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My Solar 12v DC home lighting project


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Only thing I'm sort of wary when changing lighting to low voltage, is that when the house was wired they likely didn't foresee that. Usually the wiring is good for at least 10 amps, and if you go all-LED it's generally no problem (roughly 0.5a per lamp). Also, there's no way that will pass an electrical inspection at present :-)

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Only thing I'm sort of wary when changing lighting to low voltage, is that when the house was wired they likely didn't foresee that. Usually the wiring is good for at least 10 amps, and if you go all-LED it's generally no problem (roughly 0.5a per lamp). Also, there's no way that will pass an electrical inspection at present :-)

 Presto. We changed all the lighting and redid all the wiring in the house so that we didn't use any of the existing wiring for this very reason.

 

I have a list of about 20 things that have to be done to pass inspection. The big one is actually in the roof where I have to run all the new wiring in its own conduit and clearly marked as being 12v DC. I've done most of it, but left sections where the new additions have to go in first. The DB board also needs to be changed which I will do as soon as my circuit breakers arrive. The list is long, but not impossible. to meet. 

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  • 2 weeks later...

Few things worth mentioning.

 

1) SANS requires a CoC for this installation. (which can affect if your insurance will pay out)

2) SANS requires that 12v DC and AC not run in the same conduit. In fact nothing but your AC power may run in the AC conduit.

3) SANS require no more than a 5% voltage drop from source to supply (which is the main reason 12v DC is a massive pain in the behind).

 

2 is due to the possibility of a electrocution hazard of mixing an very low voltage with low voltage (low voltage = 220v in SANS) installation. You don't expect to get electrocuted by 12v but it can happen if the wires run in the same conduits in a fault situation.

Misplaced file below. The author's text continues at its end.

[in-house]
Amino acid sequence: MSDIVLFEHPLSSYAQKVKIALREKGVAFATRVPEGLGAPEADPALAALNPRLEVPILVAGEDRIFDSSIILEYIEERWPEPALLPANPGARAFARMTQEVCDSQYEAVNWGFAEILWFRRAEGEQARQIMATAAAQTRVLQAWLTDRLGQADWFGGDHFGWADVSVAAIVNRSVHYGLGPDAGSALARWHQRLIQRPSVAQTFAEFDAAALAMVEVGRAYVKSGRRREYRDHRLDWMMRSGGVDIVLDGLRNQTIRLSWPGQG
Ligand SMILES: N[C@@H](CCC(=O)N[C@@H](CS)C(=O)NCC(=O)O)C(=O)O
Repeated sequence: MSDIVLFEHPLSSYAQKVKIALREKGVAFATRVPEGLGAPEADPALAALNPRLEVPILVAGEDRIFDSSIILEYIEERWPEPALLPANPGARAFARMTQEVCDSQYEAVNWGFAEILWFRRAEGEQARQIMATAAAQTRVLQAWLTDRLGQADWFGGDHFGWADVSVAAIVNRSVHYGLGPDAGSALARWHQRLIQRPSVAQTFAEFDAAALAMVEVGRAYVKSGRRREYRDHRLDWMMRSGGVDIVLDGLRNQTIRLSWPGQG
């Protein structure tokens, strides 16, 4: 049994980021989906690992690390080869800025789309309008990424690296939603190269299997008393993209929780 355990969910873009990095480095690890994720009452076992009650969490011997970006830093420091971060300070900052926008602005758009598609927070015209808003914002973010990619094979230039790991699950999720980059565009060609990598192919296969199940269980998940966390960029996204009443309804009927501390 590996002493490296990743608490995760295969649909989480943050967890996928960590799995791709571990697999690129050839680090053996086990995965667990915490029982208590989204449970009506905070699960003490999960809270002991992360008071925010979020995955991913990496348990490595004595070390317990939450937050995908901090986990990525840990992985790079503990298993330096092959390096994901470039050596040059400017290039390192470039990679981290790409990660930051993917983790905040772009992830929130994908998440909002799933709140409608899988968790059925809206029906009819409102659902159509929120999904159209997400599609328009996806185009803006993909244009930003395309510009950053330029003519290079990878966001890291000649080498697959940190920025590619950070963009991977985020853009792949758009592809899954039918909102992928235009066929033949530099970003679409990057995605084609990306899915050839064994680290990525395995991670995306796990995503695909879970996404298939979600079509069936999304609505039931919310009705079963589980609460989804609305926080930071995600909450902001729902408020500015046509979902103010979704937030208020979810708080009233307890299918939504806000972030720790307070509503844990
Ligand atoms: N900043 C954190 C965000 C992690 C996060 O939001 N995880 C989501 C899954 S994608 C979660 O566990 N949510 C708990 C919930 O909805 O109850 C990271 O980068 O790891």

3 is due to fire hazard. More than 5% voltage drop indicates a fairly large amount of heating in the wires.

 

SANS is mostly about safety against electrocution and fire.

Low voltage DC is pretty safe in terms of electrocution but fire hazard is somewhat higher due to the large currents involved.

 

Either way, looks like you put a lot of thought and work into it!

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Wiring in the same conduit example: Apparently this caused some explosions in planes. They too had the requirement that high voltage should never go anywhere near the fuel tanks. They did have low voltage signal wires though... and those ran close to other high voltage wiring, and as these got older those wire shorted out, high voltage into the fuel tanks... kaboom ;-)

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I sat with the same conundrum a while ago and decided to just use 220V LED lights instead of 12V. A watt is a watt, right. So 12v, 5W should (in theory at least) use the same energy as a 22V 5W LED light - although the small driver circuit in the 220V globes do consume a bit of power as well. So the 220V globes do use a (slight) bit more power than the 12V globes would. At the end of the day I could still use the same conduit, same wiring, same switches and same switch board. But I have an inverter to invert the 48V DC to 220V AC. 

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I still have to put a 220V LED lamp on the scope to check it out. With the 12V downlights I can tell you that driving them from 220V is significantly less efficient than using DC, because they have an absolutely horrible power factor. To understand this you must know the difference between watt and VA... so basically, when running from Eskom it really makes no difference as they bill me for Ws and not for VAs, but when running from the inverter, it does matter that a 5W lamp is closer to 20VA :-) Now I don't even have my lights on the inverter yet. Planned for some future time. We prefer using bedside lamps and floor lamps anyway, so right now backing up one plug-circuit in the house does the job perfectly.

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Just remember Plonkie that the batteries only supply the real power draw by the load and not the apparent power.

 

The inverter still however has to be able to handle the larger current associated with the apparent power draw.

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I did same, tried the 12v route but once I got the numbers itv re-wiring, limits ito lengths for 12v - re-using existing 220v curcuits turned out much more attractive - even more so that you can switch back to Eskom.  :D

 

Just need to ensure the lights are as efficient as they can be.

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